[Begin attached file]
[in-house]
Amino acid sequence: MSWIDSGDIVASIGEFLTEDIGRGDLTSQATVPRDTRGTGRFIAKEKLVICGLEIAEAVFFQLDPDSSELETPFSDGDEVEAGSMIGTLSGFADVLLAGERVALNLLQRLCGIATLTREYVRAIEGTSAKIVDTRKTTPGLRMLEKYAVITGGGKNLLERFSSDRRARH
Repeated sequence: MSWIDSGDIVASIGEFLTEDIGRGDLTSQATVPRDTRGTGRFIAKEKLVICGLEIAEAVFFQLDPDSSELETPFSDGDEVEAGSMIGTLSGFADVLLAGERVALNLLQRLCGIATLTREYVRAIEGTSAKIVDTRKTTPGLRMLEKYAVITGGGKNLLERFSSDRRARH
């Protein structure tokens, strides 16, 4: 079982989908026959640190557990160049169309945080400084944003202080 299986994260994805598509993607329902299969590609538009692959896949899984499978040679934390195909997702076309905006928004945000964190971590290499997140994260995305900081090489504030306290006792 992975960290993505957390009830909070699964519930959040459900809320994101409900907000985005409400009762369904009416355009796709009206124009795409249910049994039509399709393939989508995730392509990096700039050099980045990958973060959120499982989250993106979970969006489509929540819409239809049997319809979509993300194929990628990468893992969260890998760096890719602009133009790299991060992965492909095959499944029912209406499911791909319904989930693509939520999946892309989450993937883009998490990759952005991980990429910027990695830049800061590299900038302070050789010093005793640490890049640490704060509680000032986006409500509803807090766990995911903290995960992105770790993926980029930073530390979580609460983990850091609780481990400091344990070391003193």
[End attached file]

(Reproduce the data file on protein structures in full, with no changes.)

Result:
[in-house]
Amino acid sequence: MSWIDSGDIVASIGEFLTEDIGRGDLTSQATVPRDTRGTGRFIAKEKLVICGLEIAEAVFFQLDPDSSELETPFSDGDEVEAGSMIGTLSGFADVLLAGERVALNLLQRLCGIATLTREYVRAIEGTSAKIVDTRKTTPGLRMLEKYAVITGGGKNLLERFSSDRRARH
Repeated sequence: MSWIDSGDIVASIGEFLTEDIGRGDLTSQATVPRDTRGTGRFIAKEKLVICGLEIAEAVFFQLDPDSSELETPFSDGDEVEAGSMIGTLSGFADVLLAGERVALNLLQRLCGIATLTREYVRAIEGTSAKIVDTRKTTPGLRMLEKYAVITGGGKNLLERFSSDRRARH
């Protein structure tokens, strides 16, 4: 079982989908026959640190557990160049169309945080400084944003202080 299986994260994805598509993607329902299969590609538009692959896949899984499978040679934390195909997702076309905006928004945000964190971590290499997140994260995305900081090489504030306290006792 992975960290993505957390009830909070699964519930959040459900809320994101409900907000985005409400009762369904009416355009796709009206124009795409249910049994039509399709393939989508995730392509990096700039050099980045990958973060959120499982989250993106979970969006489509929540819409239809049997319809979509993300194929990628990468893992969260890998760096890719602009133009790299991060992965492909095959499944029912209406499911791909319904989930693509939520999946892309989450993937883009998490990759952005991980990429910027990695830049800061590299900038302070050789010093005793640490890049640490704060509680000032986006409500509803807090766990995911903290995960992105770790993926980029930073530390979580609460983990850091609780481990400091344990070391003193």